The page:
OK, self-intro (I didn’t read any regulations against long intros… so here goes!):
1) I’m into rock guitar instrumentals (e.g. Joe Satriani, Eric Johnson, Steve Vai) and New Age sounding stuff (e.g. Enya, Andre Vollenweider)
2) Started on the guitar at 18 years old. More to impress the girls but soon got REALLY interested in guitars. Discovered more about electric guitars and gadgets. However, am never formally trained in music.
3) Stopped playing after NS. My guitar collected dust for almost 10+ years. Only resumed playing in 2006. When I discovered GarageBand. First ever GB track here: http://tinyurl.com/qfoc9
4) In 2007, I re-discovered a long-lost Sec Sch mate. He also just discovered GarageBand. Sent me a track via email. I added a lead guitar to it. Sent it back. To cut a long story short, 4 months later we self-produced our music album. We didn’t meet to jam nor record at a studio. Everything was done entirely using GarageBand. Then we released it online only. You might want to check it out here: http://seastars2007.wordpress.com/the-album/
5) We decided our music wasn’t too bad (my wife didn’t cover her ears). Plus we didn’t have to spend any money, thanks to the Internet. So we continued as a team and gave ourselves a band name. And we released our 2nd album early this year.
6) Currently working on our 3rd music album. Probably going to release it this year. All our music is released under the Creative Commons license: http://creativecommons.org/licenses/by/3.0/sg/. Meaning, anyone is free to use, distribute, share, remix… the ONLY requirement is to credit the band in the way we state (e.g. name and URL). No payment required — although if they decide to pay our of the goodness of their heart… ahem.
And now you probably know why I call myself “Rambling”.
OK, look forward to meeting more like-minded people at soft.com.sg
Very informative video tutorials from Dave Weiner‘s Riff Of The Week series. Even though I use so-called “virtual equipment”, i.e. software instruments and digital simulations of amps and effects, I found the tutorials a great help in boosting my understanding of recording fundamentals.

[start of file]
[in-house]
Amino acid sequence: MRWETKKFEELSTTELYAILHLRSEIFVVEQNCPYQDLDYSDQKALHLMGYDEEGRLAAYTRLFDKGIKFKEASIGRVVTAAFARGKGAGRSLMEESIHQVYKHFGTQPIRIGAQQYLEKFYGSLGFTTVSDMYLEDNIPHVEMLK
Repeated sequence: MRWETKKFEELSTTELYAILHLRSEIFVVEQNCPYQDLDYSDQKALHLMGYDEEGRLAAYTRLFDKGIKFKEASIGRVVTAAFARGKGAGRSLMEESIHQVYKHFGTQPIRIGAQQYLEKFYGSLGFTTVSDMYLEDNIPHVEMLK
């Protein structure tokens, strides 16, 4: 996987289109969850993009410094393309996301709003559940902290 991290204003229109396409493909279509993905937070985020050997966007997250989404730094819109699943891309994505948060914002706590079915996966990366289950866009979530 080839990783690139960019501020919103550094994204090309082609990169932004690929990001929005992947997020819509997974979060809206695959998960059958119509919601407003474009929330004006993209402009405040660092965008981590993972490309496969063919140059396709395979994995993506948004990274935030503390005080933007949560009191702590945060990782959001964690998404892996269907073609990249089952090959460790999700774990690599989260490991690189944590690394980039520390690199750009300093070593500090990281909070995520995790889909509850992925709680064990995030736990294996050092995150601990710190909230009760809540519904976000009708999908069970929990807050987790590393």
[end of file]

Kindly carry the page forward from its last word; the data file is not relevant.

Increasingly, digital music interfaces are modeled after physical ones. For instance, in GarageBand ’06 and ’08, when you adjust a stomp box effect setting, you adjust the slider. On a real stomp box, you turn a knob. In GarageBand ’09 (I’ve not tried it but saw it at demos like this one), the interface shows a stomp box and you turn a knob like the real physical thing.
Anyway, check out the videos below. It was the closest thing for me to attending sound engineering school (not that I know what they teach at sound engineering school… never attended one):
Now that we’re a band, here’s our Facebook fan club.
We’ll use it more like a mailing list.
Updates and stuff for our adoring fans (yeah, right).
At most one email a month, in case you’re wondering.
I think once in two months tops, realistically.
See you there.
Go post on the fan club wall or something.
It took me some time to get our SeaStars 2007 album uploaded to Jamendo (it only accepts WAV format, which is a pain to upload, at about 35MB per song!)
Here it is! http://www.jamendo.com/en/album/37025
Before that, I decided to create an email account for the band (details at our Jamendo profile page).
Jamendo is a social networking site for musicians: upload your songs (singles or full albums), license it under CC, share it, let people discover you, discover musicians you like, post comments/ review their music. You can also see a consolidated page of the comments you’ve posted. The site also recommends stuff that you might like (unobtrusively, I might add).
They also offer stats on your music (no. of downloads, plays etc).
You can offer friendship requests and receive requests as well.
Gotta admit I’m a bit skeptical about “I wanna be your friend” requests, ‘cos I think some musicians who offer friendship often do it to publicise their music rather than make friends. Still, it’s a way to discover other people’s music.
I’m glad Adrian told me about Jamendo.
It’s a very well conceived social networking site for musicians, based on a CC-licensing concept.
I like it waaaay better than MySpace music.